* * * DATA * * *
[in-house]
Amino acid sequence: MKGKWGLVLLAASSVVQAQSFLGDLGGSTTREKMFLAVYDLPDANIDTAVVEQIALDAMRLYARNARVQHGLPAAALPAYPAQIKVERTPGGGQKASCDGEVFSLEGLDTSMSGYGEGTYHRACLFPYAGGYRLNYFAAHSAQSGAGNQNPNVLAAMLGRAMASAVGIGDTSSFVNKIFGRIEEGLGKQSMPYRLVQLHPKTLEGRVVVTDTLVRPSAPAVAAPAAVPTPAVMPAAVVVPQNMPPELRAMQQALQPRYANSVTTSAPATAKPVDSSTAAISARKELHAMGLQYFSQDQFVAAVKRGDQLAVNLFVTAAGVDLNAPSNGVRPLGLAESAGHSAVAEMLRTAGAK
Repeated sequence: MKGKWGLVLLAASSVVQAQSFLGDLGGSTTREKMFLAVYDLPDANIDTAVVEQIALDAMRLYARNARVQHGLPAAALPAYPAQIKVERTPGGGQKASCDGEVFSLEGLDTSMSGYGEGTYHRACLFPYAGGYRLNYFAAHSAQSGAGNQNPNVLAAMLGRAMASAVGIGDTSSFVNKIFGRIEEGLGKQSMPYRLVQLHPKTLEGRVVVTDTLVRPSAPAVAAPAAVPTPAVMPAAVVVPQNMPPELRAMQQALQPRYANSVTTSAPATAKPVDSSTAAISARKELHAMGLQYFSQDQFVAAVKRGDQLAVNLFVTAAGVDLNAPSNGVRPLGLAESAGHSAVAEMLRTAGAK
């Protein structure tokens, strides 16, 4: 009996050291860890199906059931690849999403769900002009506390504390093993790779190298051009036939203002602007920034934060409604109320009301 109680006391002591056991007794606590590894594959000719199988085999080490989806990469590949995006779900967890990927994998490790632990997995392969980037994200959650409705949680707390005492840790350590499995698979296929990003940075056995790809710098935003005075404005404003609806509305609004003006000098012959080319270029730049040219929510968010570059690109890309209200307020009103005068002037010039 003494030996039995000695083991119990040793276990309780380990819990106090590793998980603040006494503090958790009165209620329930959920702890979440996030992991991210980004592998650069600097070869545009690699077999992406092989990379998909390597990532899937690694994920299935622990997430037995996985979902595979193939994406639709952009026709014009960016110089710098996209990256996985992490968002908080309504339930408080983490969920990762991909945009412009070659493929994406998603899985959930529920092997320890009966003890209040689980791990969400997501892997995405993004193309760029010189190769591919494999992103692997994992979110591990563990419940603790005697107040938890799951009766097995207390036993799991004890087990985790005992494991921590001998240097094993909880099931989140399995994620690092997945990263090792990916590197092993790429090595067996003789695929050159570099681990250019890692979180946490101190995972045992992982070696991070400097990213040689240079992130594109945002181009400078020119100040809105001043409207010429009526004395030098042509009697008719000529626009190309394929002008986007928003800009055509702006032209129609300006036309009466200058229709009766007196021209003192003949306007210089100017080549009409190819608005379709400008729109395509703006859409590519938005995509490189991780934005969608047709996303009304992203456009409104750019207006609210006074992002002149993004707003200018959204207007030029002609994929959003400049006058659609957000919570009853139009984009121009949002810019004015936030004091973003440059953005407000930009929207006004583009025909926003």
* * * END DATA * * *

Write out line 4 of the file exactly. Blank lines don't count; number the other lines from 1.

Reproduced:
């Protein structure tokens, strides 16, 4: 009996050291860890199906059931690849999403769900002009506390504390093993790779190298051009036939203002602007920034934060409604109320009301 109680006391002591056991007794606590590894594959000719199988085999080490989806990469590949995006779900967890990927994998490790632990997995392969980037994200959650409705949680707390005492840790350590499995698979296929990003940075056995790809710098935003005075404005404003609806509305609004003006000098012959080319270029730049040219929510968010570059690109890309209200307020009103005068002037010039 003494030996039995000695083991119990040793276990309780380990819990106090590793998980603040006494503090958790009165209620329930959920702890979440996030992991991210980004592998650069600097070869545009690699077999992406092989990379998909390597990532899937690694994920299935622990997430037995996985979902595979193939994406639709952009026709014009960016110089710098996209990256996985992490968002908080309504339930408080983490969920990762991909945009412009070659493929994406998603899985959930529920092997320890009966003890209040689980791990969400997501892997995405993004193309760029010189190769591919494999992103692997994992979110591990563990419940603790005697107040938890799951009766097995207390036993799991004890087990985790005992494991921590001998240097094993909880099931989140399995994620690092997945990263090792990916590197092993790429090595067996003789695929050159570099681990250019890692979180946490101190995972045992992982070696991070400097990213040689240079992130594109945002181009400078020119100040809105001043409207010429009526004395030098042509009697008719000529626009190309394929002008986007928003800009055509702006032209129609300006036309009466200058229709009766007196021209003192003949306007210089100017080549009409190819608005379709400008729109395509703006859409590519938005995509490189991780934005969608047709996303009304992203456009409104750019207006609210006074992002002149993004707003200018959204207007030029002609994929959003400049006058659609957000919570009853139009984009121009949002810019004015936030004091973003440059953005407000930009929207006004583009025909926003």